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Australian Current Affairs

Australia takes part in Google’s free wi-fi balloons project


Green innovation: A test balloon flies over Tekapo Airfield in Project Loon

Green innovation: A test balloon flies over Tekapo Airfield in Project Loon

Google has a truly sky-high idea for connecting billions of people to the internet – 19 kilometres in the air to be exact – through giant helium balloons circling the globe that are equipped to beam Wi-Fi signals down below.

Google has revealed that it has 30 balloons floating over New Zealand to provide free internet access to disaster-stricken, rural or poor areas. Eventually, as the balloons move across the stratosphere, consumers in participating countries along the 40th parallel in the Southern Hemisphere could tap into the service.

The technology will be trialled in Australia next year, possibly in Tasmania.

Called Project Loon, the experimental program was hatched by engineers at the company’s top-secret Google X laboratory in Silicon Valley, California, which invented driverless cars and Google Glass. Some of those technologies won’t immediately – or ever – make money for the company. Google said it pursues these “moon shot” ideas with the aim of solving big problems and creating breakthrough technologies that ultimately will bring more users to their services.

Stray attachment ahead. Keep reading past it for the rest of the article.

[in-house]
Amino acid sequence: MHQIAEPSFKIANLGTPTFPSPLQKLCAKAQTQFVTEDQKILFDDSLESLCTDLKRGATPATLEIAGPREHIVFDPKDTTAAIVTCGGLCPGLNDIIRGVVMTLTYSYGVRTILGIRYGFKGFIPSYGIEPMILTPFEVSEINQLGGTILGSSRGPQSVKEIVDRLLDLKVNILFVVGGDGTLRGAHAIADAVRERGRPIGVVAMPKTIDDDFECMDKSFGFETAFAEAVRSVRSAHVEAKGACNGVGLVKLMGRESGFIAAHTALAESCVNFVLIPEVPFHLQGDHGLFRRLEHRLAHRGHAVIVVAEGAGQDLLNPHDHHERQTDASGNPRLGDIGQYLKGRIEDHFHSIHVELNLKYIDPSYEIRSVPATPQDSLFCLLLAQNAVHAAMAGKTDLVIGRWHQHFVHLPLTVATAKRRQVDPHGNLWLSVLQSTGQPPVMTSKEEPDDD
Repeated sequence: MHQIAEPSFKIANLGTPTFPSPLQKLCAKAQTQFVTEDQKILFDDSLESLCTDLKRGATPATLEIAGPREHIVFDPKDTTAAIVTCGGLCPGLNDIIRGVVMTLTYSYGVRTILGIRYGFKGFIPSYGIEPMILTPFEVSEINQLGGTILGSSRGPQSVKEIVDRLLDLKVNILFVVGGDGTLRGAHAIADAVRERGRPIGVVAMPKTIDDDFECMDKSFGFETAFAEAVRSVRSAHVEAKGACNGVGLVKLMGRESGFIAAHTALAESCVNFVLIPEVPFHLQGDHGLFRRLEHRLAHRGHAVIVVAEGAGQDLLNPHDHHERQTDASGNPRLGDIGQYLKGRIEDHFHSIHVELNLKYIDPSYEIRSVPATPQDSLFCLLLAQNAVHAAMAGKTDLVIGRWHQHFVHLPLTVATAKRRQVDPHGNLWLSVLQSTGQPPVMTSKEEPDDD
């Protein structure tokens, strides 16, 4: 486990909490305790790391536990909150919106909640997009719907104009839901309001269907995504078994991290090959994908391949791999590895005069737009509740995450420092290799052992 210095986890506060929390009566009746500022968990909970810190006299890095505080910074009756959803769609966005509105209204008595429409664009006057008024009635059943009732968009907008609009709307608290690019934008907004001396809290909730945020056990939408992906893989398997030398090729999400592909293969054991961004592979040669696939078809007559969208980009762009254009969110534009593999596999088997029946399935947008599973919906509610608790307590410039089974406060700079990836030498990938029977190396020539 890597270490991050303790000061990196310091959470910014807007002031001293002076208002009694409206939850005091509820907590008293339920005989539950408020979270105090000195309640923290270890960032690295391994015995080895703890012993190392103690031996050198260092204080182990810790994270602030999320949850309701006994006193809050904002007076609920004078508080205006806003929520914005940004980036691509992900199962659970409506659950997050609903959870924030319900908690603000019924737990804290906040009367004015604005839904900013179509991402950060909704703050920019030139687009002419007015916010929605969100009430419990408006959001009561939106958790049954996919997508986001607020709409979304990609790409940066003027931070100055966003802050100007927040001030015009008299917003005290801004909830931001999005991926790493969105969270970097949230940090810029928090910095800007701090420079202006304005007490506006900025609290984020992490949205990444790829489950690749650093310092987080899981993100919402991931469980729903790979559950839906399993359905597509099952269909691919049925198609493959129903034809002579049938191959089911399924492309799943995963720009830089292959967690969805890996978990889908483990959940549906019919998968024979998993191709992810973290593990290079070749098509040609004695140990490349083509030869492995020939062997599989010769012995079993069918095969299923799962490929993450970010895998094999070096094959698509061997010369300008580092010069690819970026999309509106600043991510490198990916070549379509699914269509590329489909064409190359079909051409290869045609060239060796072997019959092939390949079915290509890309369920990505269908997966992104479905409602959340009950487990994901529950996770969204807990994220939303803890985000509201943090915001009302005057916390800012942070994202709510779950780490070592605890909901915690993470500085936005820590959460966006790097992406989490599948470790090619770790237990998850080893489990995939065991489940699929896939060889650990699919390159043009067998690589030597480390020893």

“The idea may sound a bit crazy – and that’s part of the reason we’re calling it Project Loon – but there’s solid science behind it,” the company said.

These projects also help Google extend its sprawling reach into the lives of global internet users, amid an intensifying debate over internet privacy. Already, the company has the leading web search, email service and internet video site, while its Android mobile software has become the most popular in the world.

These tools have enabled Google to track a wide range of consumer behaviours, which the company sells to advertisers. In recent weeks, privacy advocates have raised concerns over how much of this data is being shared with the US government.